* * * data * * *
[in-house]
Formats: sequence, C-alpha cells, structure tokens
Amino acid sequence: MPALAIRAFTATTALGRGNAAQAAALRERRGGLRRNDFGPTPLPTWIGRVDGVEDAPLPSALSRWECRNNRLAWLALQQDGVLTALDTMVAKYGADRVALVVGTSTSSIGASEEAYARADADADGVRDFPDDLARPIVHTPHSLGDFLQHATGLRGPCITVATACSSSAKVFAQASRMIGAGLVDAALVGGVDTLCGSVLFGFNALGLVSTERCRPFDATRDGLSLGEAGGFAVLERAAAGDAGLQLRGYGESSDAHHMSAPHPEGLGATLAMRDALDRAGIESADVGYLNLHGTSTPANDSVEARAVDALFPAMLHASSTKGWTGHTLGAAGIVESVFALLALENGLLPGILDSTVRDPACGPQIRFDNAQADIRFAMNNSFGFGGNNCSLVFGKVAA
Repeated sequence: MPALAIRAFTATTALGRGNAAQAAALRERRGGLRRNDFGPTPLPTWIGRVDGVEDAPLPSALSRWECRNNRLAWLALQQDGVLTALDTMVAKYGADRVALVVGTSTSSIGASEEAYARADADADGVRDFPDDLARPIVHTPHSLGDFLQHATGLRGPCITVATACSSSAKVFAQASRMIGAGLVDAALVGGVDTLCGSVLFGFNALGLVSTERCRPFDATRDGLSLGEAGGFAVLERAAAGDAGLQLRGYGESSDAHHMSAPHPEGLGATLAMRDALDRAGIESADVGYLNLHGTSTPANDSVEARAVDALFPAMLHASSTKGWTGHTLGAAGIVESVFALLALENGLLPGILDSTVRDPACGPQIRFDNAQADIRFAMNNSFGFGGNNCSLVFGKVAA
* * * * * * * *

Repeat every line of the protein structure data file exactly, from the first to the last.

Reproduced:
[in-house]
Formats: sequence, C-alpha cells, structure tokens
Amino acid sequence: MPALAIRAFTATTALGRGNAAQAAALRERRGGLRRNDFGPTPLPTWIGRVDGVEDAPLPSALSRWECRNNRLAWLALQQDGVLTALDTMVAKYGADRVALVVGTSTSSIGASEEAYARADADADGVRDFPDDLARPIVHTPHSLGDFLQHATGLRGPCITVATACSSSAKVFAQASRMIGAGLVDAALVGGVDTLCGSVLFGFNALGLVSTERCRPFDATRDGLSLGEAGGFAVLERAAAGDAGLQLRGYGESSDAHHMSAPHPEGLGATLAMRDALDRAGIESADVGYLNLHGTSTPANDSVEARAVDALFPAMLHASSTKGWTGHTLGAAGIVESVFALLALENGLLPGILDSTVRDPACGPQIRFDNAQADIRFAMNNSFGFGGNNCSLVFGKVAA
Repeated sequence: MPALAIRAFTATTALGRGNAAQAAALRERRGGLRRNDFGPTPLPTWIGRVDGVEDAPLPSALSRWECRNNRLAWLALQQDGVLTALDTMVAKYGADRVALVVGTSTSSIGASEEAYARADADADGVRDFPDDLARPIVHTPHSLGDFLQHATGLRGPCITVATACSSSAKVFAQASRMIGAGLVDAALVGGVDTLCGSVLFGFNALGLVSTERCRPFDATRDGLSLGEAGGFAVLERAAAGDAGLQLRGYGESSDAHHMSAPHPEGLGATLAMRDALDRAGIESADVGYLNLHGTSTPANDSVEARAVDALFPAMLHASSTKGWTGHTLGAAGIVESVFALLALENGLLPGILDSTVRDPACGPQIRFDNAQADIRFAMNNSFGFGGNNCSLVFGKVAA